KEIGHLEY’S railway station is to undergo a £4 million-plus transformation.

The scheme, expected to take almost a year to complete, will see an extensive refurbishment of the main building and other parts of the historic station – which is used by 1.7 million passengers a year.

Work will include a facelift for the forecourt entrance canopy and footbridge, improvements to the access ramps and resurfacing of both platforms.

Details of the project come after a series of meetings, convened by the town’s MP John Grogan, over the past two years.

Among those involved in the discussions were Network Rail and operator Northern Rail, Keighley Town Council, Bradford Council and the Friends of Airedale Line. Designs are now being drawn-up and work is scheduled to start in April next year.

It should be complete by March, 2021.

The scheme has been widely welcomed, but some have questioned the length of time it has taken for a refurbishment to be implemented.

Mr Grogan says the initiative will provide a timely boost for the town.

“The original Keighley station was opened in 1847 so it is very fitting that for the 175th anniversary we are going to see a major facelift of the present site,” he said.

“After a long campaign, Network Rail is to be congratulated ­– together with its industry partners – on coming forward with a scheme that will provide a great first impression of the town for arriving rail passengers.”

Graham Mitchell – chairman of the Friends of Airedale Line, and one of the organisation’s ‘station adopters’ for Keighley – says the refurbishment is desperately needed and he welcomes the improvements.

But he adds: “It is frustrating because it’s taking so long to get off the ground.

“People who use the station every day are seeing nothing happening.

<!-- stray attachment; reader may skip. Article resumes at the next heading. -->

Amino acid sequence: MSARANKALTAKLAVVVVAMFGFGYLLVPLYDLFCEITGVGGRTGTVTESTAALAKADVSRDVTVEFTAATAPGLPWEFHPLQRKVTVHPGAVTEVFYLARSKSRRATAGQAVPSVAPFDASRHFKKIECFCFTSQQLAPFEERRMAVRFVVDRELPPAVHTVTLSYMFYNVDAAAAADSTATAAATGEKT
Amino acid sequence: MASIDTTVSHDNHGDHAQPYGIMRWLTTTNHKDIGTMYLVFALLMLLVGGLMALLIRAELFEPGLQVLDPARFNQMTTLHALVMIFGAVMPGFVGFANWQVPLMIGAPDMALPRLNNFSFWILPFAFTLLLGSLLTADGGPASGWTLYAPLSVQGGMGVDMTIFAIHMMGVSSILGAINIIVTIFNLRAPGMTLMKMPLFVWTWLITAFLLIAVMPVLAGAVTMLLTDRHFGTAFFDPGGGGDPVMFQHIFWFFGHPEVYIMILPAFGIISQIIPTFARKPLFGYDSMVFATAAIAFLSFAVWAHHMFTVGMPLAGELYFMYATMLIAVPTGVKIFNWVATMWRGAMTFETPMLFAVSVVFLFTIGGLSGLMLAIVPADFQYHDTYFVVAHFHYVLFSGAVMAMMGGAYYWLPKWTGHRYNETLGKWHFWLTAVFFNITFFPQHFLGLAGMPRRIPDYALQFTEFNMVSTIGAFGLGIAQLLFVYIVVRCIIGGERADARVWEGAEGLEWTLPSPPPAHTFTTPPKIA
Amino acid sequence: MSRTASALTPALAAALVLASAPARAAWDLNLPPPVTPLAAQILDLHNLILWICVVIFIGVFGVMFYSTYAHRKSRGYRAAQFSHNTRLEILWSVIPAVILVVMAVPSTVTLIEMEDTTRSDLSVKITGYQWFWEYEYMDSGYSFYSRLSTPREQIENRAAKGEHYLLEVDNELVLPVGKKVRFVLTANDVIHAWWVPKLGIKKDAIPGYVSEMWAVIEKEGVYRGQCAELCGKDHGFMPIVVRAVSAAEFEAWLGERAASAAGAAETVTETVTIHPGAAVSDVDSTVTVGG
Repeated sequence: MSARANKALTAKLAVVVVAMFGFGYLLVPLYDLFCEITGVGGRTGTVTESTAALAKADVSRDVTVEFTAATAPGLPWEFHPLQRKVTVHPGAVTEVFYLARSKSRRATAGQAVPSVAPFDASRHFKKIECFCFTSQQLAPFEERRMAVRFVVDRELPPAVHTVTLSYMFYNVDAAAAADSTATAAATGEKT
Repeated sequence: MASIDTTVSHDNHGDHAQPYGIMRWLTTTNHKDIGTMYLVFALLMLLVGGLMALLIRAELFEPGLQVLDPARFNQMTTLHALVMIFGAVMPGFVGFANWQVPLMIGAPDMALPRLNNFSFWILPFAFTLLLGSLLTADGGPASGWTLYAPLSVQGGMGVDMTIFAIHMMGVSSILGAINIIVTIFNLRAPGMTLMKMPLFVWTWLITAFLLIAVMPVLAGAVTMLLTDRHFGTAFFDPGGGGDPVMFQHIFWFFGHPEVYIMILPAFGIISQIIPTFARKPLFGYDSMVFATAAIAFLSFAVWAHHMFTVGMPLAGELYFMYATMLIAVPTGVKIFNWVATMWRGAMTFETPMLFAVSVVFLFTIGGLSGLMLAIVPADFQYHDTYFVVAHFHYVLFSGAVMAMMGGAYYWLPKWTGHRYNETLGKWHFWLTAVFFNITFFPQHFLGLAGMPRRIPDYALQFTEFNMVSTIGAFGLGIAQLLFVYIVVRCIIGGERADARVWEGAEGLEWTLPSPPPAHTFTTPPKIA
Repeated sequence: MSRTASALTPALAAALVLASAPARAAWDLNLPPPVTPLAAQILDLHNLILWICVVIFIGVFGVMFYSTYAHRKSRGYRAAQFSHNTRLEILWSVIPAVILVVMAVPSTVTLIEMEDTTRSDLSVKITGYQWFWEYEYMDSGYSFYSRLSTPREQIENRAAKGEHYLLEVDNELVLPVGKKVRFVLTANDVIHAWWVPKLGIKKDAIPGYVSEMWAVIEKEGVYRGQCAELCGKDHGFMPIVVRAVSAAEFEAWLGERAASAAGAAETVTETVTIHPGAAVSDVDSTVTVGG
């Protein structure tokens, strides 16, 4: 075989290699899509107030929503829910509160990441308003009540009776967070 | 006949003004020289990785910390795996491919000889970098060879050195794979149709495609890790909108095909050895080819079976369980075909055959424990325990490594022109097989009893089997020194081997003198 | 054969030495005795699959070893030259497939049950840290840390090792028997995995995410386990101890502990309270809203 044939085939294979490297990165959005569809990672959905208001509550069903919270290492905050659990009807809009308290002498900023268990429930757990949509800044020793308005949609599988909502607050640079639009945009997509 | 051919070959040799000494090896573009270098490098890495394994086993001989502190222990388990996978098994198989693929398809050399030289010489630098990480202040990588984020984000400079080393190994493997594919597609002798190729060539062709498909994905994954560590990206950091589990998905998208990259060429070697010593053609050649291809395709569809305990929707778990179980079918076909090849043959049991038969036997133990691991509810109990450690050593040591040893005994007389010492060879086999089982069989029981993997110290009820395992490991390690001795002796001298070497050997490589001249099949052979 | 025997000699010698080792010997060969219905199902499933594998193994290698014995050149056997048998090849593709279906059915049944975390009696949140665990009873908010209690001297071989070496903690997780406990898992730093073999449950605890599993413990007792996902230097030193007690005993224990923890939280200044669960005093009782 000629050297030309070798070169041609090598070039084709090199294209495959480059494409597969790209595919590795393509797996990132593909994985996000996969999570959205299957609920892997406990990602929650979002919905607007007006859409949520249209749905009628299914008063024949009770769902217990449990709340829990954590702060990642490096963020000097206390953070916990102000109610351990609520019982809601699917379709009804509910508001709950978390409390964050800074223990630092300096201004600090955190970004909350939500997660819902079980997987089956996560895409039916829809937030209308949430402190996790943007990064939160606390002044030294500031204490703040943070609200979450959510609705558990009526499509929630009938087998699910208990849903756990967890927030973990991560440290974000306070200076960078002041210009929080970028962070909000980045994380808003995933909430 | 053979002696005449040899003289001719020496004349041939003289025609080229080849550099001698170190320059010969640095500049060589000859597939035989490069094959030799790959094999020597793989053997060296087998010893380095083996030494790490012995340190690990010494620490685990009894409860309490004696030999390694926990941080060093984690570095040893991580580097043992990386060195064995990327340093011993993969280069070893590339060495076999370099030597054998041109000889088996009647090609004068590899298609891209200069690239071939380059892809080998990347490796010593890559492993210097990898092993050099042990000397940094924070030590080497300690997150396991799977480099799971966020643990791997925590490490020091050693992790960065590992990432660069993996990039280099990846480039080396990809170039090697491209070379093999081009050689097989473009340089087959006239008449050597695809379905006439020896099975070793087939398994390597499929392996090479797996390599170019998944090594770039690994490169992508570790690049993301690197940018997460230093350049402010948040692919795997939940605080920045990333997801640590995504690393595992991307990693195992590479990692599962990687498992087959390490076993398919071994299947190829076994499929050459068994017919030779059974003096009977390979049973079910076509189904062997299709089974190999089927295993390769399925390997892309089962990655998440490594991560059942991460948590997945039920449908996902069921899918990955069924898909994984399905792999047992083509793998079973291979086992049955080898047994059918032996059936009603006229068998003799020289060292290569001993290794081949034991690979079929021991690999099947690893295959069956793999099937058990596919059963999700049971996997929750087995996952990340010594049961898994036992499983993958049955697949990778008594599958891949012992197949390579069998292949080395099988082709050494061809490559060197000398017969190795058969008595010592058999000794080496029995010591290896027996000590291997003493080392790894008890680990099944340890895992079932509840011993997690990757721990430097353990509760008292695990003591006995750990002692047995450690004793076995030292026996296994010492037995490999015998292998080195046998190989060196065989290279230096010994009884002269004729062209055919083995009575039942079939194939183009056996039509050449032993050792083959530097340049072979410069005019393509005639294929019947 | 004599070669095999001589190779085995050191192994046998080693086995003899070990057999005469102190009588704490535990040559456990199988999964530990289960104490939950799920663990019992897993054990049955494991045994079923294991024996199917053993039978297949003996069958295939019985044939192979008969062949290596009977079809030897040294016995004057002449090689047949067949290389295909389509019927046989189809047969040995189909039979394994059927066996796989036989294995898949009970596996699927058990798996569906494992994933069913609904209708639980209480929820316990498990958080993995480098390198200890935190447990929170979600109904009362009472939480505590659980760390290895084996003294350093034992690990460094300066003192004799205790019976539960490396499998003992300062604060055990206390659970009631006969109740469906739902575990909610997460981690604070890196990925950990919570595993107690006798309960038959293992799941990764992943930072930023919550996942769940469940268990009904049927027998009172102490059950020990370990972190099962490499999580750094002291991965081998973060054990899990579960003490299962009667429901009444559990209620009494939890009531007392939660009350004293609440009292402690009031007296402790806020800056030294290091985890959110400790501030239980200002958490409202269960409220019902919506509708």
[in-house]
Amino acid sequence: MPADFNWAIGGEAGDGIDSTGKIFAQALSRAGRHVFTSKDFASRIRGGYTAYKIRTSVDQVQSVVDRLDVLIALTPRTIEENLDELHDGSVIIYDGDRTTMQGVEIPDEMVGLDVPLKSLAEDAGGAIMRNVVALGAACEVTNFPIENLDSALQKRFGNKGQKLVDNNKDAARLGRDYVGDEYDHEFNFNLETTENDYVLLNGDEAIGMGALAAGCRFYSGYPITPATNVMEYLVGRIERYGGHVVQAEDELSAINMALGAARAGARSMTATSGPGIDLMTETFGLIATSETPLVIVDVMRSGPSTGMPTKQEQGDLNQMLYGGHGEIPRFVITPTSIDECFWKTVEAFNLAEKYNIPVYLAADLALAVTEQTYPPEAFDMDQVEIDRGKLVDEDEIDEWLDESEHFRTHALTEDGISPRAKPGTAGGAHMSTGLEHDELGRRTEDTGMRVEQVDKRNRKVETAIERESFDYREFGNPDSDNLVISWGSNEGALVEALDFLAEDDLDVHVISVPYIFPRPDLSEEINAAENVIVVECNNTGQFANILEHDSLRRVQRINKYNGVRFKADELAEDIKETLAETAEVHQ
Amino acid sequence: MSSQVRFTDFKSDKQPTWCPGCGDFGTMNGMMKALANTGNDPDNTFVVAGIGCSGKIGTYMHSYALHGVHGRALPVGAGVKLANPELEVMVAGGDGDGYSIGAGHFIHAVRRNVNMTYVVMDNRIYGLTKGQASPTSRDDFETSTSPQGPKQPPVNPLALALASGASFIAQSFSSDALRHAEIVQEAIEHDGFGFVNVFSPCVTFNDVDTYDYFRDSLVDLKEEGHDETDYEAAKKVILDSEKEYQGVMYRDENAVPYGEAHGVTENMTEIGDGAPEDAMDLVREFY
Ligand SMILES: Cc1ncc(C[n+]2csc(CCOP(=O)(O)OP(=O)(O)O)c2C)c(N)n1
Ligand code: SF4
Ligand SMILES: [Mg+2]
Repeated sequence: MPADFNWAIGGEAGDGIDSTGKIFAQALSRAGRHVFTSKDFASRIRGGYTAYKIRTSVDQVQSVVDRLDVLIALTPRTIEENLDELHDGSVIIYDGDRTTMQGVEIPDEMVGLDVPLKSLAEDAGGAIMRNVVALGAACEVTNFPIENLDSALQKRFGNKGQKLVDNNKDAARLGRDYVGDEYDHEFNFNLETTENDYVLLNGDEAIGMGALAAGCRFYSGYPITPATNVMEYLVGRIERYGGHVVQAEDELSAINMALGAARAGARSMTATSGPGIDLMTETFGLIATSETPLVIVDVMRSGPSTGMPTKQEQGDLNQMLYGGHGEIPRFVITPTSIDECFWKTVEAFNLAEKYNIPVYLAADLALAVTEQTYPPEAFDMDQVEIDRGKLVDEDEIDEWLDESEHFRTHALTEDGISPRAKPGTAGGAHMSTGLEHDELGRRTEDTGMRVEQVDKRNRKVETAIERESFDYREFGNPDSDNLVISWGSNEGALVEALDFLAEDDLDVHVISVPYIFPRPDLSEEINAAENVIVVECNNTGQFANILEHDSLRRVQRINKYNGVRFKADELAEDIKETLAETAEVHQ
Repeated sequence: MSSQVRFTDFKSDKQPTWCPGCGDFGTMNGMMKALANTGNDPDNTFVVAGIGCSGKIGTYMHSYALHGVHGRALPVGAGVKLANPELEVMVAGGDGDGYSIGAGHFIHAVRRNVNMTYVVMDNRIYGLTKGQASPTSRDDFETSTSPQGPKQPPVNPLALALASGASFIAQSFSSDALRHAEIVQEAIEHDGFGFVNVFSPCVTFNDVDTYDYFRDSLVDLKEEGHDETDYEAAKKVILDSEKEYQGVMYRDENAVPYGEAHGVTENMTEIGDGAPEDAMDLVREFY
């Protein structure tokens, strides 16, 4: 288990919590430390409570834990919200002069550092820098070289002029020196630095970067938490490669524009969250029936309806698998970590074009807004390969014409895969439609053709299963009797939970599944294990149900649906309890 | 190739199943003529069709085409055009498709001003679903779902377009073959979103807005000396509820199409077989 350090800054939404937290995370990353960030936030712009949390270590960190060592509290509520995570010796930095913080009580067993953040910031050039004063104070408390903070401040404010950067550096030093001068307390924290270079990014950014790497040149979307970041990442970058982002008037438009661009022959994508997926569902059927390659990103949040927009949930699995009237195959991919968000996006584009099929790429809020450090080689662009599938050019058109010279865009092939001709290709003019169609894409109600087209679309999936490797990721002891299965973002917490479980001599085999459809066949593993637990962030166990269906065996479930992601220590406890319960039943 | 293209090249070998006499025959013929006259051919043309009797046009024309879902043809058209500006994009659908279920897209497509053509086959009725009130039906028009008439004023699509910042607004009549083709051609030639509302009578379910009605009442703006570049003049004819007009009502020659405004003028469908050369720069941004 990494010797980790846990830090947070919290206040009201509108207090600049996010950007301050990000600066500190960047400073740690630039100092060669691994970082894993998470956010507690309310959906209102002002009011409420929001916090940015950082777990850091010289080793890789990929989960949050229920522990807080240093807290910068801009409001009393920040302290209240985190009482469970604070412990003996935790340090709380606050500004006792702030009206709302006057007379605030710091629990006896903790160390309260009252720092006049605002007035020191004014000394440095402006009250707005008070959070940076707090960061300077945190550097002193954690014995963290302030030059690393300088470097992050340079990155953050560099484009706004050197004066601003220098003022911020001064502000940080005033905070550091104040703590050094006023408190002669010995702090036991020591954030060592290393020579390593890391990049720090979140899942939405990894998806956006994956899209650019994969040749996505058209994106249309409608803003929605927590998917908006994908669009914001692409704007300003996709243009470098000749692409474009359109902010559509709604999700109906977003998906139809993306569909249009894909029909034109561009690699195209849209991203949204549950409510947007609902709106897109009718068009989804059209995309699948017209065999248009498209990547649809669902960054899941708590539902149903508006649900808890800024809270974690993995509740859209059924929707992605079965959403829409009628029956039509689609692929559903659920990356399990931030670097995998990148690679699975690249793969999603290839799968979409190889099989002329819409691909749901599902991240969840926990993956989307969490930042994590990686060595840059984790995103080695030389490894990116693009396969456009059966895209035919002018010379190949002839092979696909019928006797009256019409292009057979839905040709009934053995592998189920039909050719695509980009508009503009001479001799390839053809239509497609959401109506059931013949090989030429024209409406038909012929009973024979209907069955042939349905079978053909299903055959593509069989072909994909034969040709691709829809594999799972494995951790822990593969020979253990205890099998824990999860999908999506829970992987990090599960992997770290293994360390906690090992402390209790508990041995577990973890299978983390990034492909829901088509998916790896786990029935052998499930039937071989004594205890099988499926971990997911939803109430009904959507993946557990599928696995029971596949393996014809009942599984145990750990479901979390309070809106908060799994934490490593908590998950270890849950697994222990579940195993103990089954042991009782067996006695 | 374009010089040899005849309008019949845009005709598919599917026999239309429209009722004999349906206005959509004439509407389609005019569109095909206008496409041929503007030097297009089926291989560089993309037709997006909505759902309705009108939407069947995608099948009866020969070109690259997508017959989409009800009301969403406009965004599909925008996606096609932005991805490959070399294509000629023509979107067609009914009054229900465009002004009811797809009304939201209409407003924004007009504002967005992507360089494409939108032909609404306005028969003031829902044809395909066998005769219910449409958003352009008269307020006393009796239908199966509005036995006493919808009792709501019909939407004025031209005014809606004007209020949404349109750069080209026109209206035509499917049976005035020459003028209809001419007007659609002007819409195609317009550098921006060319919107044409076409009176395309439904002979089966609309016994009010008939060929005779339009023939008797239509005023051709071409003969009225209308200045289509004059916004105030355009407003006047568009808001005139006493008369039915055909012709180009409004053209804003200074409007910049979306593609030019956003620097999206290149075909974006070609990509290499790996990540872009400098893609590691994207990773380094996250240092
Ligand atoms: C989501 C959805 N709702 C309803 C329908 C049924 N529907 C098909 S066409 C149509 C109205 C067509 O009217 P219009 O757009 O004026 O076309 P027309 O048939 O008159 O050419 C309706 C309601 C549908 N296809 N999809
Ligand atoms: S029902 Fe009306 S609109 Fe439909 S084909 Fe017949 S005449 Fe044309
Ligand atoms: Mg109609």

“We’re told there will be a full refurbishment – that’s great and the work is needed – but we still don’t have detailed plans so there are no specifics at the moment.

“I’ve been involved in these discussions – along with many stakeholders – and John Grogan deserves credit for bringing everyone together around the table.

“The present station dates from 1883 and it has been in a sorry state for a number of years. It looks shabby.”

Town mayor, Councillor Peter Corkindale, agrees that the site needs refurbishing and he applauds the project.

“Any improvements have got to be welcomed,” he said.

“Parts of the station have been untouched for decades and have fallen into disrepair.”

He says the revamp could also in turn help reduce the town’s carbon footprint.

“By improving the station experience for passengers it will hopefully encourage more people to leave their cars at home and take the train,” he said.

“Keighley Town Council declared a climate emergency and is looking at ways to lower the carbon footprint. This scheme can only help.”

Network Rail said the improvements would benefit passengers and other station users.

A spokesman added that the company was working closely with Northern to minimise disruption for passengers during the work.